Thou Hast Blessed the Work
of His Hands
He was the one who would not use his face
would keep it in reserve, would use his hands,
one at a time, alternately. Would use feet.
Would be happy when it suited, would
mourn when required. Such a poem as was
needed, he would make. Would want,
when those he loves are in pain,
to be. There. To bleed for all equally.
And here was a thing to believe: to live whole
lives with littleness, how tired it makes us,
a sharp fear, this point to which the eye was
drawndefames then defeats the handan agony
it is to follow self into its shameful needs and
so forth. Wherever you can: count said
Francis Galton. We do not know most things.
I might know a few things. I can
rarely tell the difference. Where there are flocks
of Monk Parakeets, Green Neighbors, they rouse
us to collect feathers under streetlights
on nightly walks where are builded unsightly nests.
A dozen wild parakeets in furious formation fly
across the park swerve to streak past, accidental, me.
Pyromancy, a method of augury by reading
weblike patterns which appear on bone surface
following the application of heat, especially
favored in Chinabut what did it sound like
when the bone cracked, its surface crazed?
The sound of the word sound, as in the sound
of young girls. Or the voices in my head.
Complex looking, calligraphically.
Among things to love in this world are eyelet fabrics,
suggestive nests of absence promising
a glimpse of flesh and remembrance of touch,
of the feel of the young world.
The skin beneath the fabric shines
Wann was a word for it, for gloss or sheen; Fealo
meant glint, the sparkle of sun, say, on waves;
while lux meant the source of light, color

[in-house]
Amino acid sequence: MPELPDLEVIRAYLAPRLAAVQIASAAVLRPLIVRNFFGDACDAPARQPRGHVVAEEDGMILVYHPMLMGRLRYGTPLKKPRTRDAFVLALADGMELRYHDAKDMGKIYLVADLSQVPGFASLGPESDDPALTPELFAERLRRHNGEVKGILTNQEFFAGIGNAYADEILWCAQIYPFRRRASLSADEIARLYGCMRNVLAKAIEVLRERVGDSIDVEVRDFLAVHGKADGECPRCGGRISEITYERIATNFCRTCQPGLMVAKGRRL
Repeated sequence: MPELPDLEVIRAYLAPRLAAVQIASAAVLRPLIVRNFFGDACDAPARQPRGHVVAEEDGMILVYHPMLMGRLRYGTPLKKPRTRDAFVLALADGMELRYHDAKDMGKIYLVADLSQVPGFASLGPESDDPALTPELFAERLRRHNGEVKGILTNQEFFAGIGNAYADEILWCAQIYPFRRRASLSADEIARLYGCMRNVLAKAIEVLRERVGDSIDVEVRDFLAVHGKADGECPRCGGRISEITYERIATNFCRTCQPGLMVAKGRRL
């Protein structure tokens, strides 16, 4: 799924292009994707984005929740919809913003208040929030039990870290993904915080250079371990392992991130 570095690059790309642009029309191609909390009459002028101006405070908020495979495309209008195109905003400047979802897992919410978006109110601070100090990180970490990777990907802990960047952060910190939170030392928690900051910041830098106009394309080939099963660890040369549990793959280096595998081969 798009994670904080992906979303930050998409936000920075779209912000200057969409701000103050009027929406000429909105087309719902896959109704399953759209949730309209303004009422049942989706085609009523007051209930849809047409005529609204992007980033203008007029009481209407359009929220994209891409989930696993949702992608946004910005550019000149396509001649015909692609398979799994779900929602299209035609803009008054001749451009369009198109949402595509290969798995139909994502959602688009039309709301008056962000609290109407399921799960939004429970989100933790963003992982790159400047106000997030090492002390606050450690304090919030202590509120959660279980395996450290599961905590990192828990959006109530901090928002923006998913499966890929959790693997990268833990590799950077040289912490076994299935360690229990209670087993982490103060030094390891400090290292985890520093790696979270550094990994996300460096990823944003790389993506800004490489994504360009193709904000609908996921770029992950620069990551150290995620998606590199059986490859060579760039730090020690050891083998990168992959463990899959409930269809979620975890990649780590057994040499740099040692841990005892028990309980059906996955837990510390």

the effect of that light on a surface, as of
the moistening skin beneath the eyelets.
Lumen, the ray of light traveling between
the surface and the eye, the source and
the surface; splendor was the word for
that final reflected, lustrous quality,
that which draws the hand inexorable.
The winds sweeping the surface
of the waters diminish them, as does
the ethereal sun unraveling them
by his rays. De Rerum Natura 5, 390.
When an electron moves to a higher orbit
it does not move but merely is now elsewhere
once it was here, now it is there. This is not
possible in the old world where I used to live
by manufacture. The new world is one of
probabilities, where numbers add up
and the glint of sun on flesh is ephemeral.
All is diminished in his world, yet all the more
unaccountably glorious. We love it all,
and each the other, or so it seems. His hands
cracked a sound a second face fallen.
Bin Ramkes eighth book
of poems, Matter, is forthcoming from the University of
Iowa Press. He edits the Denver Quarterly and a poetry
series for the University of Georgia Press.
Originally published in the December
2003/January 2004 issue of Boston Review